Tiger Woods finds answers with driver, struggles with putter at Northern Trust

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Tiger Woods finds answers with driver, struggles with putter at Northern Trust

PGA Tour

Tiger Woods finds answers with driver, struggles with putter at Northern Trust

PARAMUS, N.J. – Where did all the highlights go?

Tiger Woods’ final round at the PGA Championship was a montage of spectacular recovery shots, eight birdies, tons of drama and the best major environment in years. It was the most exciting day of the season and everyone wanted to see what Woods had in store for an encore to start the FedEx Cup Playoffs at the Northern Trust.

The answer? Pars. So many pars.

Woods teed off at 7:54 a.m. ET Thursday when Ridgewood Country Club was barely awake, and he lulled everyone back to sleep with a performance that was kind of … boring? Not horrible. Just boring. Especially considering the show he put on two weeks prior in St. Louis.

“Just the way it goes,” Woods said. “You have good weeks and you have bad weeks.”

You also have good clubs and bad clubs, and that’s where the curveball came in New Jersey.

Woods couldn’t make anything on the greens during his worst putting week since the Memorial in early June. He also had total command of the driver in what was his best week off the tee since the Wells Fargo back in May.

It all added up to a 4-under 280 showing on the week with some astonishing totals – 58 pars, nine birdies and just five bogeys.

That’s the first time this season Woods has failed to reach double-digit birdies over four rounds, but five bogeys is also fewest he’s had this season over 72 holes.

Everything blended together in what felt like one long round rather than a four-day battle of attrition. It went like this: Pipe a drive down the middle. Hit a reasonably close approach shot into the green. Miss a putt. Tap in for par. Repeat.

So it was a brutal week in the sense that absolutely nothing fell, and Woods lipped out about five putts on Sunday alone. What he did off the tee was promising though, especially since the driver has given him so much trouble this season.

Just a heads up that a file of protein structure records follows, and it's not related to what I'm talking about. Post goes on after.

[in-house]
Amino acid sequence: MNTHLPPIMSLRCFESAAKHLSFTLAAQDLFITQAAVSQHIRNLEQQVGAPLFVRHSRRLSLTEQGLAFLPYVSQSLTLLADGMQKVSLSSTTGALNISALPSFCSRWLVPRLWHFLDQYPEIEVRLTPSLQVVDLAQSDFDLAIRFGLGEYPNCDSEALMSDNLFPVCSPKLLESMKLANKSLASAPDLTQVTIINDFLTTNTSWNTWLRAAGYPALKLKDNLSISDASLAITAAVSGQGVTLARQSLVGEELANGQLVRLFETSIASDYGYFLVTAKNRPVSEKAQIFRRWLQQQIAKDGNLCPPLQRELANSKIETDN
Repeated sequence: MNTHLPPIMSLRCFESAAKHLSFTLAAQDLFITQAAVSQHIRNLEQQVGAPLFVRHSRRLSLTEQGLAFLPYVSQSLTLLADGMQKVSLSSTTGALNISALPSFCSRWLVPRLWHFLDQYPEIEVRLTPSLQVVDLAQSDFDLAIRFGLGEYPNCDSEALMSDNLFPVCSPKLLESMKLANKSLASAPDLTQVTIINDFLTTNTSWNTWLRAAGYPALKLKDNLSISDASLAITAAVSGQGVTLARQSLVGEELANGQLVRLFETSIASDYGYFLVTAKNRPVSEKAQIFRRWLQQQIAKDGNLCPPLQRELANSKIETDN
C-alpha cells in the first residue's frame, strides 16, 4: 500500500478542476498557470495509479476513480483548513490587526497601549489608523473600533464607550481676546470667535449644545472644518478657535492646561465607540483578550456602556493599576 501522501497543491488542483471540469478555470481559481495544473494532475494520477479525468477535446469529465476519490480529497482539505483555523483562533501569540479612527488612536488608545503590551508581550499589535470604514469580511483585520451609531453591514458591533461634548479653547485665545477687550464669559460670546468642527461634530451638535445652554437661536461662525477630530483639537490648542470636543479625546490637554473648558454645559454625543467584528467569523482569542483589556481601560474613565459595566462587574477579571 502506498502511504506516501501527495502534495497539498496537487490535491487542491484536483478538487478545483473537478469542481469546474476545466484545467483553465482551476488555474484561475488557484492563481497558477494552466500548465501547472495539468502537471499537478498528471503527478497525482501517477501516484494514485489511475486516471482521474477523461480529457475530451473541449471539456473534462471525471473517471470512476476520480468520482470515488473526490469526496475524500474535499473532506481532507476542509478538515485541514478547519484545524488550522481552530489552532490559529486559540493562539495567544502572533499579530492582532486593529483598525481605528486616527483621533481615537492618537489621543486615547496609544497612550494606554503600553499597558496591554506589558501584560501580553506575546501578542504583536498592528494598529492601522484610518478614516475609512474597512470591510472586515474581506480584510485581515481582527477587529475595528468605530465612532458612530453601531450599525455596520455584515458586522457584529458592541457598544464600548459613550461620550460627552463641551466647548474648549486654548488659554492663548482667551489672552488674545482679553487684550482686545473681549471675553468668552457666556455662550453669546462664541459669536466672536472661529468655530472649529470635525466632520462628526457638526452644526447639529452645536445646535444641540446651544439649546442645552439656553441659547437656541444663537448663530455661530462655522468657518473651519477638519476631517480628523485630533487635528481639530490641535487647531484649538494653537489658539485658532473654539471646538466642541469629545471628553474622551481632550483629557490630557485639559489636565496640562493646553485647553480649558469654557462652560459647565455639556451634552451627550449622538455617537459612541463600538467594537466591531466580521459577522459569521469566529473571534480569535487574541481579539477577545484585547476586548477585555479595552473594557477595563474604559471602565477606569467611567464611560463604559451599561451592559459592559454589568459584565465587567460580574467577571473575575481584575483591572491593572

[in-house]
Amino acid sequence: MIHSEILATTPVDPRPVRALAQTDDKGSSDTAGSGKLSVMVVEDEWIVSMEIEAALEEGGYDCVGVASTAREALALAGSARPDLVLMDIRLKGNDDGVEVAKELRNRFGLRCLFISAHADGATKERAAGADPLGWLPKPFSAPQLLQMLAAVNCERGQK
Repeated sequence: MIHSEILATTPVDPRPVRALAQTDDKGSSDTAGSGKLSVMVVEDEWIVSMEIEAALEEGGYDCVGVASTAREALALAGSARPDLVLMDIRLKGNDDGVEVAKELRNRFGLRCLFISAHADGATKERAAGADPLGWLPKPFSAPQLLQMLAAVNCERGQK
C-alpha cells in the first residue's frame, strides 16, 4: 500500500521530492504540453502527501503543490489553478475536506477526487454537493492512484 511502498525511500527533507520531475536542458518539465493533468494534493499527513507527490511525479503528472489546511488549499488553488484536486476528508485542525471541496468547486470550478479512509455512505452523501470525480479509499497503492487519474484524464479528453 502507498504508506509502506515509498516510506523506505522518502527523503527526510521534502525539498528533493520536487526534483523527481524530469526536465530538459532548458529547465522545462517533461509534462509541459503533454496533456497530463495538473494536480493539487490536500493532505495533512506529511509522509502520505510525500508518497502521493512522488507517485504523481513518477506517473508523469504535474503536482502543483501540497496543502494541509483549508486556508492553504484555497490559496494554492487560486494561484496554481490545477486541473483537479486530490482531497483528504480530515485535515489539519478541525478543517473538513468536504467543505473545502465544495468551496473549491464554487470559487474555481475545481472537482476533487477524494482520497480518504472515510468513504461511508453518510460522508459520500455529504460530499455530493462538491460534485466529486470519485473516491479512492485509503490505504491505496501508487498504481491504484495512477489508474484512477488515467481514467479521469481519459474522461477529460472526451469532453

Over his final three rounds, Woods hit driver 31 times and found the fairway on 25 attempts. Finally it looked like he found a powerful, repeatable swing, maybe the result of an old shaft he went back to for the week, one he should definitely keep attached through the playoffs and into the Ryder Cup in Paris.

If he can keep swinging it like this off the tee, everything changes.

“I found a piece of my game that has been missing, which is driving it well,” Woods said. “But you have to make putts. That’s the only way we’re going to shoot low rounds. I didn’t do it this week.”

Just as we know Woods won’t miss this many putts throughout the fall, we know he won’t sustain those accuracy numbers. Discounting 3-woods and irons off the tee, Woods hit the fairways more than 80 percent of the time Friday through Sunday. Ken Duke leads the Tour in accuracy off the tee at 77.98 percent.

It was that good of a week tee-to-green, but at a certain point it didn’t really matter. Even after another perfect drive and reasonable iron shot, the putts just weren’t gonna fall.

Woods was headed home for a few days after the Northern Trust to recover and prepare for a stretch he hoped would include three more playoff events and a spot in the Ryder Cup.

“At 42 years old, that’s a little different now,” Woods said. “I don’t go run three to five miles post-round to relax. Those days are long gone. It’s about trying to recover and be ready for the next day.”

For a long time, Woods didn’t have a next day to look forward to. Just another doctor’s visit, another diagnosis, another back surgery, another futile attempt to compete.

This season he’s had plenty of next days and put the bad ones behind him. After a rough week at Quail Hollow, he bounced back with an electric weekend and T-11 finish at the Players Championship. After an all-around brutal week at the U.S. Open, he knocked off back-to-back top-6 finishes at the Quicken Loans National and British Open.

His solo second at the PGA Championship came just a week after a mediocre week at the WGC-Bridgestone Invitational.

Woods’ putter has come and gone this year, but he finished the regular season 27th in strokes gained: putting. His iron play has been consistently strong.

The only consistently weak part of Woods’ game has been driving accuracy. If he can even get back to average there, it’ll take a lot of pressure off the rest of his game down the playoff stretch.

“He’s been working pretty hard at it,” caddie Joe LaCava said. “He tweaked (the driver) a little bit this week and now he’s confident with a little more loft, a little high draw, so it’s nice.”

Finally figuring out one part of the game only to see another normally reliable part fall off is golf in a nutshell.

“I’m sure you guys are used to seeing me win five times a year or more,” Woods said. “It’s not that easy to win out here. That’s what you’re seeing is that I’m close and just one shot here, one shot there, per day, flips momentum.”

That’s why Woods wasn’t too worried about the putter, and it’s why you can rest assured that more highlights are coming before season’s end.

(Note: This story appears in the September 2018 issue of Golfweek.)

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